The Chattanooga Beer and Wrecker Board on Thursday rejected a tentative settlement agreement between the city and the Blue Light nightclub stemming from the club's appeal of six Beer Board violations dating to the end of 2021.
The board handed out the citations during its regular monthly meetings on Nov. 4 and Nov. 18, weeks after the club opened in late August of 2021. The club immediately appealed, which sent the cases to Hamilton County Chancery Court. After two days of hearings last month, June 27-28, Judge Jeffrey Atherton set a third date for July 19 and urged the two parties to explore mediation, which they did on July 12 with attorney Sam Elliott serving as the mediator.
As required by law, City Attorney Phil Noblett presented the agreement to the Beer Board for approval Thursday morning, but the board voted 5-2 to reject it. Because the board rejected the proposed agreement, the case picks up where it left off with attorneys for the Blue Light presenting their proof in Chancery Court. No date has been set.
According to Noblett, details of the agreement called for considering only the two October violations for failure to report a disturbance and operating a disorderly place related to a disturbance that was alleged to have happened on Oct. 31, 2021. The other four violations from late 2021 as well as a new violation that reportedly involved the Blue Light on Jan. 22 of this year were not to be considered as part of the agreement.
Board members Cynthia Coleman and Vince Butler questioned why that was the case, and Noblett said it was part of the mediation agreement. In voting against the agreement, Butler said he took offense at Blue Light co-owner Brian Joyce's "arrogance and attitude" displayed on several occasions toward the Beer Board, the city, the Beer Board's city attorney at the time, Melinda Foster, and the Chattanooga Police Department.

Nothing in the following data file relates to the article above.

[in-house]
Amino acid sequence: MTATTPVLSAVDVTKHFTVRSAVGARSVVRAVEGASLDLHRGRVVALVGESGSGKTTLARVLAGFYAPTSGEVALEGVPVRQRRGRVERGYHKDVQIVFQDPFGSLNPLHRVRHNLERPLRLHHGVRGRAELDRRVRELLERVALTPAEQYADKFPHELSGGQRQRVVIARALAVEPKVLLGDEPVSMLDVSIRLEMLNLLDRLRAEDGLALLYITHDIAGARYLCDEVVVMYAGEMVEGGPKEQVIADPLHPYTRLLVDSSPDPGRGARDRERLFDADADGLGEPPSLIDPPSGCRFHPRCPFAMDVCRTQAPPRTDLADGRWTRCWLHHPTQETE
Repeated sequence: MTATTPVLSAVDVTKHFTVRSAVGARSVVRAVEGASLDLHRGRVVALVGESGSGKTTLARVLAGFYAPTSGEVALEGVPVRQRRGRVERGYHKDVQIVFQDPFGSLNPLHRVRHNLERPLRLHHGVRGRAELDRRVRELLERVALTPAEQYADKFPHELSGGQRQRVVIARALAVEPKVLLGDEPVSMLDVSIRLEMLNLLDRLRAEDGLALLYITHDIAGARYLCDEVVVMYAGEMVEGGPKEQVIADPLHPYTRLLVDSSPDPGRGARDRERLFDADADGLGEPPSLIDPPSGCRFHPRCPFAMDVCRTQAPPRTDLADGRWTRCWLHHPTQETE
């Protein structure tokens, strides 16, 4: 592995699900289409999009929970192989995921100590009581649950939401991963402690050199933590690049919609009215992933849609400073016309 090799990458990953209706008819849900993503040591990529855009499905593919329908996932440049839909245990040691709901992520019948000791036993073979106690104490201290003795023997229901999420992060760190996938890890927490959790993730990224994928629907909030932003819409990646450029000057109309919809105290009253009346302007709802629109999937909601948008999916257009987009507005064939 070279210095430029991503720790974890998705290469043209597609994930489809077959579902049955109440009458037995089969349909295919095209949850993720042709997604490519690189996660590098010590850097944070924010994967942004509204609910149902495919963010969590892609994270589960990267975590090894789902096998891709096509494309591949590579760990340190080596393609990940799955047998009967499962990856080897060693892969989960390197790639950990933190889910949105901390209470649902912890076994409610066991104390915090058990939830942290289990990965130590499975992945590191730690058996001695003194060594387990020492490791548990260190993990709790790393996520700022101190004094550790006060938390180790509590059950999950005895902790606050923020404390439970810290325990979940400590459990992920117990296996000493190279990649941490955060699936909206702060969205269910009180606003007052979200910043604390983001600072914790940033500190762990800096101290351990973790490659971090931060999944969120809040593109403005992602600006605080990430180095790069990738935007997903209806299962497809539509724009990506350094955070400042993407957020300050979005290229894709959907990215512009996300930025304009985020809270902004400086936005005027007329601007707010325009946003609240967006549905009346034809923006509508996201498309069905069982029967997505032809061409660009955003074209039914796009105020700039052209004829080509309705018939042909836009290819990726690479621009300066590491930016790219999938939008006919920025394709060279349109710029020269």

Joyce is the host of "The Brian Joyce Show" on WGOW-FM 102.3 and has discussed the case many times on the show. After the Feb. 17 Beer Board meeting involving a different citation not related to the November cases against the Blue Light, he held a news conference accusing the city of being racist against his clientele and saying the board and his neighbors on Station Street have a personal vendetta against him because the club has been successful.
As part of the proposed agreement, the Blue Light would have been required to submit to the board a plan for increasing security at the venue using licensed security officers. It also called for cooperating with the city and the Police Department in creating that plan and essentially placed the club on probation until March 12, 2023. Any violations brought against the Blue Light through that date would void the settlement and the cases would be brought back up.
The Blue Light also had agreed to pay a $1,000 fine, which was part of one of the original citations handed out by the board in November.
Butler asked Noblett why March 12 was chosen, and the attorney said as part of the mediation agreement, the two parties wanted something more than six months and less than 12 months.
The board's role was to either accept or reject the settlement, but several members expressed their views on what they would have liked to see in a settlement.